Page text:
Oscar Peterson Trio
Canadian born pianist Oscar Peterson is most readily identified by the music of the Oscar Peterson Trio, arguably the greatest jazz trio in history. Heavily influenced by the sound of the Nat King Cole trio, the Oscar Peterson Trio stuck to the same format of piano, bass and guitar. Because of the driving sound and high rhythmic energy of both these trios, few listeners even noticed there was no drummer pounding out the time.
Before being lured to the states by jazz producer Norman Granz, Oscar Peterson had already made a name for himself in Canada where he was known as the “Brown Bomber of Boogie Woogie,” partly for his unbelievable piano boogie renditions, and partly for his 6 foot 3”, 250 lb stature. A true virtuoso in every sense of the word, Oscar possessed a technical prowess that was incomparable, yet also played flowing and easy to follow improvisational solos that made him more appealing to the audiences than many of his predecessors. He could make a piano roar, rumble, or purr like a kitten. He was truly a master of his instrument in every sense of the word.
In 1949, shortly after hearing Oscar Peterson perform live in Toronto, Norman Granz, jazz producer and founder of Jazz at the Philharmonic (JATP), invited Oscar to make a surprise guest appearance at the upcoming JATP concert at Carnegie Hall. Essentially calling him up from the audience Granz told Peterson “play whatever you want as long as you want.” Granz had wanted Oscar to play solo piano, because he didn’t want anything to detract from Oscar’s playing, but Oscar insisted on playing with a rhythm section so they compromised and Granz allowed him to perform with bassist Ray Brown. Oscar’s performance was a sensation and he astonished the other jazz greats present, such as Ella Fitzgerald, Charlie Parker, Coleman Hawkins, and Roy Eldridge.
Not long afterwards Oscar Peterson joined the ranks of the Jazz at the Philharmonic and formed the first Oscar Peterson Trio with guitarist Barney Kessel and bassist Ray Brown. Together they traveled the world with Norman Granz jazz troupe, astounding audiences with their brand of jazz. Like the Nat King Cole trio before them, the Oscar Peterson Trio cleverly mixed blazing feats of improvisation into the fabric of well rehearsed arrangements of the tunes. In 1952 Herb Ellis replaced Barney Kessel on guitar. Ironically, Herb Ellis was also white and from Oklahoma, just like Kessel! Oscar was criticized by some in the black community for having a white guy in his trio, but the only thing that mattered to Oscar was that he could play.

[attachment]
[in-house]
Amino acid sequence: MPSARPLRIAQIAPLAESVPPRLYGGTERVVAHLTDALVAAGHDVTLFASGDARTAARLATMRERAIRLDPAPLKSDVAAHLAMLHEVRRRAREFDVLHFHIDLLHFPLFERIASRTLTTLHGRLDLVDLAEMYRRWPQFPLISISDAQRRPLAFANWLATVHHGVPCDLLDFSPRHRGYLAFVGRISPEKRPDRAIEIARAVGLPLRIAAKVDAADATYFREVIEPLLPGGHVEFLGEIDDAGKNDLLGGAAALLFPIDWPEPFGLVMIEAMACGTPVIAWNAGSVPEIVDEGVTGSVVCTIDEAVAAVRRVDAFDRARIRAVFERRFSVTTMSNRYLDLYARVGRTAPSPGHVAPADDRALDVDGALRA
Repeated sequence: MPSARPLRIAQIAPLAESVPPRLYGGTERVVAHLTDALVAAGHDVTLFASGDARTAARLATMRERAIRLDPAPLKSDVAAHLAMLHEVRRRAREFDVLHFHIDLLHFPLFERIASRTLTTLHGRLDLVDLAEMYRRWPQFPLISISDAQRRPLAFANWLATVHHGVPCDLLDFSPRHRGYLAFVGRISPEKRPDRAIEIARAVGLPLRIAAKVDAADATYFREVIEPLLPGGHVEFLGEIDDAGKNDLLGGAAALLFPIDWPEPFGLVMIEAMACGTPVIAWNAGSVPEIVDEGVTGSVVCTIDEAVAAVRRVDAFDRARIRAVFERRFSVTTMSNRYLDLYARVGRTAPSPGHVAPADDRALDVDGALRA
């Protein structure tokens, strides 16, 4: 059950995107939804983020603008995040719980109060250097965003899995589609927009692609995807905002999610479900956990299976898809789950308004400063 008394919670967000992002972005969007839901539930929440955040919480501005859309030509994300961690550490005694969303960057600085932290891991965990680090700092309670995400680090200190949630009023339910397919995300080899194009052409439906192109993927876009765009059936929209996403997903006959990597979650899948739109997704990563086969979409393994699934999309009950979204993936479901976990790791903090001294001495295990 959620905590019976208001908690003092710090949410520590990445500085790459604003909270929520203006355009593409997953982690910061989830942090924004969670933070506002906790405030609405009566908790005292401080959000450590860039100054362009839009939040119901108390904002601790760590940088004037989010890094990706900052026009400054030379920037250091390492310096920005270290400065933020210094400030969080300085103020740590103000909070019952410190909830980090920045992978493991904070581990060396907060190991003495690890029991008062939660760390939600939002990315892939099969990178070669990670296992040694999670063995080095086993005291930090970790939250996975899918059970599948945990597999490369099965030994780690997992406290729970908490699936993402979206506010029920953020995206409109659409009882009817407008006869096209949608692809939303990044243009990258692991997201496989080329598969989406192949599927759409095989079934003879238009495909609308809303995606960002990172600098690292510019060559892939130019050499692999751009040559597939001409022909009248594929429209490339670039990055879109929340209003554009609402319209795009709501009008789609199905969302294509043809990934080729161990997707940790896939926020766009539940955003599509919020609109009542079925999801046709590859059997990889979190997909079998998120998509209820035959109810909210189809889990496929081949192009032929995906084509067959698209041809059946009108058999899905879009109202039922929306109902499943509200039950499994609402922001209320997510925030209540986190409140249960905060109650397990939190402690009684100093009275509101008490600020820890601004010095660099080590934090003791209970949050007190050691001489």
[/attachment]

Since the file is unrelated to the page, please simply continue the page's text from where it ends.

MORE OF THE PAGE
For several years the Oscar Peterson Trio dominated the jazz world and were the backdrop for many great jazz artists and recordings, including the only recordings of Ella Fitzgerald and Louis Armstrong singing together. The Oscar Peterson Trio also made regular appearances on the Nat King Cole television show. Backing up his idol Nat King Cole was a dream come true for Oscar Peterson. But in 1958, Herb Ellis left the trio and was replaced by drummer Ed Thigpen. The era of the original trio sound was over.
By the mid 1960’s the times changed and a new music dominated the scene. Oscar Peterson continued to be recognized the world over as one of the greatest jazz pianists in the history of the music, and continued to record 4 to 5 albums a year. He recorded over 200 albums in his career, including many solo albums. In the early 1990’s the Oscar Peterson Trio with Ray Brown and Herb Ellis re-united to record two albums and play a subsequent tour. Both albums won Grammys.
In 1993, while playing at the famous Blue Note in New York city, Oscar suffered a stroke. After a year of physical therapy Oscar resumed his performance schedule. Oscar passed away at his home in December of 2007, at the age of 83. His influence on jazz is undeniable, and the sound of the Oscar Peterson Trio will continue to inspire musicians for generations to come.